Trust and truth in the age of AI

A report by Full Fact explores how generative artificial intelligence (GAI) presents new risks and opportunities for those trying to tackle misinformation and disinformation. Trust and truth in the age of AI makes recommendations for the next Government, online platforms and regulators. They include:

  • The next government should amend the Online Safety Act to better address harmful misinformation and disinformation, especially relating to health.
  • The government must increase resources for media literacy now and to meet future demand.
  • Ofcom should work with online platforms and search engines to ensure media literacy interventions are responding to the needs of UK citizens and seen by as many people as possible.

Read the full report via the Full Fact website here.

What patient groups say about pharma

PatientView has published a report exploring the reputation of pharma from the perspective of 87 UK patient groups. It shows patient groups believe the pharmaceutical industry's corporate reputation has improved steadily over the past five years. The report also includes two major suggestions from patient groups on how the industry can continue to progress:

  • Improve how they work with patients groups to ensure it does not feel like a "tick-box exercise".
  • Engage patient groups earlier in research and development rather than relying on near-to-market research.

Read more about the findings via the PatientView website here.

Study: A female genital mutilation education model

A new study uses six key themes to develop a model for female genital mutilation (FGM) education. It offers several insights into how education programmes could be improved based on interviews with women and men from communities with a history of FGM in Birmingham. 

The need to carefully consider how illustrations, whether real or animated, are presented was specifically emphasised. Participants highlighted that graphical illustrations and the use of native language should only be applied with audience agreement. Some words may sound rude in native languages. Other key areas of insight include the use of media, cultural awareness and the use of accessible and safe venues for education programmes.

Read the full findings, including a summary figure of the six aspects of education, via the BMJ Open website here.

Health fact sheets for women in the criminal justice system

PIF member the Self Care Forum has published health fact sheets for women in the criminal justice system. The four new resources cover menopause, urinary incontinence, managing periods and contraception. They have been produced in collaboration with the criminal justice system and medical experts, and reviewed by patient groups.

Download the resources via the Self Care Forum website here.

Self Management Awards 2024 open for nominations

The ALLIANCE Self Management Awards 2024 are now open for entries. The awards celebrate those making a difference to self management in Scotland. There are six categories including Self Management in the Community and Self Management Resource. 

Find out more and apply via the ALLIANCE website here.

Study: Health literacy in the non-specific symptom pathway for cancer

A new study explores personal and organisational health literacy in the non-specific symptom (NSS) pathway for cancer. The ethnographic study identified key themes highlighting the "considerable informational demands" of the NSS pathway. They included patient being required to understand complex tests and investigations, not knowing why they were being referred from primary care and being unsure of what do following discharge.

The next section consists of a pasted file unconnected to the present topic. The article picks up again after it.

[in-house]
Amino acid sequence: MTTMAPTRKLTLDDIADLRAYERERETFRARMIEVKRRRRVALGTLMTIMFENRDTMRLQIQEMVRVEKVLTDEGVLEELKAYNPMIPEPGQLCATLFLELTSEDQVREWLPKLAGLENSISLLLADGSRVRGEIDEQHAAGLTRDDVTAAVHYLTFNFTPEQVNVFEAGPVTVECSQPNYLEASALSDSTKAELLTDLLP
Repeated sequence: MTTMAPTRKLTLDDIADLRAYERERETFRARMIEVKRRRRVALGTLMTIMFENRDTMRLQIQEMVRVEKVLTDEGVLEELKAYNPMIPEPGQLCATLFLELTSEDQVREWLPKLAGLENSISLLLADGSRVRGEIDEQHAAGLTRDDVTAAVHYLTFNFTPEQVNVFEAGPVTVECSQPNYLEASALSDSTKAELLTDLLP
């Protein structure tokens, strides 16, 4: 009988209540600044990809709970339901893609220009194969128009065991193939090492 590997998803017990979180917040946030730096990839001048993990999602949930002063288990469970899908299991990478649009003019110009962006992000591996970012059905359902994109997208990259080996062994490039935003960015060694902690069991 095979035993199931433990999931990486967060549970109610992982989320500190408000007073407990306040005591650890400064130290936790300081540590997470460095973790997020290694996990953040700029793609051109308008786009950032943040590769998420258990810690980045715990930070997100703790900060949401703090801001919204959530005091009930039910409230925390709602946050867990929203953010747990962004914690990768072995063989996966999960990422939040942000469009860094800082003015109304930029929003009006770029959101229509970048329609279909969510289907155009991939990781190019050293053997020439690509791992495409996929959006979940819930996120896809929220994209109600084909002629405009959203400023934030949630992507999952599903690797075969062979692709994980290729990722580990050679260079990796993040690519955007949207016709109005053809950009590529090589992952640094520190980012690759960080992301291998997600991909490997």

Researchers also said the NSS pathway was difficult to understand with only a minority of patients appreciating that multiple organs were being investigated for cancer and a lack of clarity on who was making decisions and what would happen next. 

Read the full study findings via the Wiley Online Library here.

Public attitudes towards deaf people and people with hearing loss 

The RNID has published a report highlighting the impact of negative public attitudes towards those who are deaf or hard of hearing. More than 5 in 10 people with hearing loss, 6 in 10 deaf people and 7 in 10 BSL users believe most people hold negative attitudes towards them. However, less than 1 in 10 of the general public say they hold these negative attitudes. 

It Does Matter says the way the public have been engaging with deaf people and people with hearing loss has led these communities to think the public hold negative attitudes towards them. It includes lived experience accounts and insight into how to improve communication.

Read more and download the full report via the RNID website here.

Addressing health inequalities across allied health professional services

The Government has published new guidance to support the planning, implementation and evaluation of actions to reduce health inequalities in allied health professional (AHP) services. The guide is designed to complement The King’s Fund document, My role in tackling health inequalities: a framework for allied health professionals.

Download the guidance via the GOV.UK website here.

Event: Elevating Disability Justice in Black Britain

The Black Equity Organisation (BEO) and Operation Black Vote (OBV) are hosting a free online event on 10 June. Forward Together: Elevating Disability Justice in Black Britain will explore the intersection of racism and ableism across a range of sectors, including health and social care. Michelle Daley, BEO Trustee and Disability Justice activist will be joined by:

  • Jumoke Abdullahi – co-founder, The Triple Cripples
  • Clenton Farquharson CBE – associate director of Think Local Act Personal and trustee of Disability Rights UK
  • Paul Ntulila – community engagement coordinator at Disability Sheffield
  • Tumu Johnson – co-director, Sisters of Frida

Find out more and register via the BEO website here.